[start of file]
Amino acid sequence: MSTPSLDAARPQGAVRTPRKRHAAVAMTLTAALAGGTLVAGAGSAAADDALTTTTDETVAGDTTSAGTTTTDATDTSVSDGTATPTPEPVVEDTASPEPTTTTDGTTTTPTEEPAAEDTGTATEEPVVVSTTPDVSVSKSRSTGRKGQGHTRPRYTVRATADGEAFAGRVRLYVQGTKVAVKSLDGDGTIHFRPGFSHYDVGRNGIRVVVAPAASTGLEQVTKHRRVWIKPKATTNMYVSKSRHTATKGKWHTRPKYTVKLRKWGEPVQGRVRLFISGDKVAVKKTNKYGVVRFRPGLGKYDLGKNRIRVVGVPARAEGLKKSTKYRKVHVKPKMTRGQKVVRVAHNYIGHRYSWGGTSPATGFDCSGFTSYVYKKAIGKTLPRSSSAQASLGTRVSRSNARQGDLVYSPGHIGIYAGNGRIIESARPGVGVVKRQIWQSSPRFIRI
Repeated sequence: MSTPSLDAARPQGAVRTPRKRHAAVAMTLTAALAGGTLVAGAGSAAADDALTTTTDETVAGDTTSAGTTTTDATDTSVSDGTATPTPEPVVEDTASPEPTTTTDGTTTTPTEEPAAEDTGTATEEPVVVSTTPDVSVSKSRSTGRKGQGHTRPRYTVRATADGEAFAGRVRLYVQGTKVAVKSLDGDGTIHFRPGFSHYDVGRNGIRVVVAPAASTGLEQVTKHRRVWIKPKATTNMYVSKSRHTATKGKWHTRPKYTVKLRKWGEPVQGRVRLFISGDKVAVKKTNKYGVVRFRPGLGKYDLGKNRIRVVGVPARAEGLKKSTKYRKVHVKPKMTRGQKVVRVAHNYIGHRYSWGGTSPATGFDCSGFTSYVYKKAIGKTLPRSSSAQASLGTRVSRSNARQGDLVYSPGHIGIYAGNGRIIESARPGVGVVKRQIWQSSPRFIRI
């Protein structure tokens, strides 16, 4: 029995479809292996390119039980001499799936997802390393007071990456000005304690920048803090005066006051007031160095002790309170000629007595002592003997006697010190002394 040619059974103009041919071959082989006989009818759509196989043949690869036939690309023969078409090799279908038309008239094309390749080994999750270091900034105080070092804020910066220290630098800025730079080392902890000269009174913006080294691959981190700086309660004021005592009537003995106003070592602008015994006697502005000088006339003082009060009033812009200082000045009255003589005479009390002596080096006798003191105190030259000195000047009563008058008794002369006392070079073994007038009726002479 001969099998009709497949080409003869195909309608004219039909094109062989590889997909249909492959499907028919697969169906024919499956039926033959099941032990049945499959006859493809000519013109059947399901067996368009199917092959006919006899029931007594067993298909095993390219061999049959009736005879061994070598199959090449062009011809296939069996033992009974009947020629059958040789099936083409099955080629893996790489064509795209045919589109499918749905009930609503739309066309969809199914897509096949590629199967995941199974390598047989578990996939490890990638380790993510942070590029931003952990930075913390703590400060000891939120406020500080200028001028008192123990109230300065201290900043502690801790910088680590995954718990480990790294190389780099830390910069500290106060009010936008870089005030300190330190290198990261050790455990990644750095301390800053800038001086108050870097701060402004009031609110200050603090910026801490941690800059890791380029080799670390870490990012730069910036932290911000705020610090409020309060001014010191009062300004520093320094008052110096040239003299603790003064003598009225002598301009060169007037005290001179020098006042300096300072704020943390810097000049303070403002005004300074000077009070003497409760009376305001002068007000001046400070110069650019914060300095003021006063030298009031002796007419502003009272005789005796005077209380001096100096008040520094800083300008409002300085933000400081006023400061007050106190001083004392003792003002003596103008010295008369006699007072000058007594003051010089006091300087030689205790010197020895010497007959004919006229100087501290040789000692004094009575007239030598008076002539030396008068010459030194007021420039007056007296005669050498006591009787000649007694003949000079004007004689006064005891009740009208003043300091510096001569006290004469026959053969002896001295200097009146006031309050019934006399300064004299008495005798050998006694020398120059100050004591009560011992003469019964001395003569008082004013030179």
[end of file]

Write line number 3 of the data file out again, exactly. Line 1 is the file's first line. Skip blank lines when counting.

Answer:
């Protein structure tokens, strides 16, 4: 029995479809292996390119039980001499799936997802390393007071990456000005304690920048803090005066006051007031160095002790309170000629007595002592003997006697010190002394 040619059974103009041919071959082989006989009818759509196989043949690869036939690309023969078409090799279908038309008239094309390749080994999750270091900034105080070092804020910066220290630098800025730079080392902890000269009174913006080294691959981190700086309660004021005592009537003995106003070592602008015994006697502005000088006339003082009060009033812009200082000045009255003589005479009390002596080096006798003191105190030259000195000047009563008058008794002369006392070079073994007038009726002479 001969099998009709497949080409003869195909309608004219039909094109062989590889997909249909492959499907028919697969169906024919499956039926033959099941032990049945499959006859493809000519013109059947399901067996368009199917092959006919006899029931007594067993298909095993390219061999049959009736005879061994070598199959090449062009011809296939069996033992009974009947020629059958040789099936083409099955080629893996790489064509795209045919589109499918749905009930609503739309066309969809199914897509096949590629199967995941199974390598047989578990996939490890990638380790993510942070590029931003952990930075913390703590400060000891939120406020500080200028001028008192123990109230300065201290900043502690801790910088680590995954718990480990790294190389780099830390910069500290106060009010936008870089005030300190330190290198990261050790455990990644750095301390800053800038001086108050870097701060402004009031609110200050603090910026801490941690800059890791380029080799670390870490990012730069910036932290911000705020610090409020309060001014010191009062300004520093320094008052110096040239003299603790003064003598009225002598301009060169007037005290001179020098006042300096300072704020943390810097000049303070403002005004300074000077009070003497409760009376305001002068007000001046400070110069650019914060300095003021006063030298009031002796007419502003009272005789005796005077209380001096100096008040520094800083300008409002300085933000400081006023400061007050106190001083004392003792003002003596103008010295008369006699007072000058007594003051010089006091300087030689205790010197020895010497007959004919006229100087501290040789000692004094009575007239030598008076002539030396008068010459030194007021420039007056007296005669050498006591009787000649007694003949000079004007004689006064005891009740009208003043300091510096001569006290004469026959053969002896001295200097009146006031309050019934006399300064004299008495005798050998006694020398120059100050004591009560011992003469019964001395003569008082004013030179």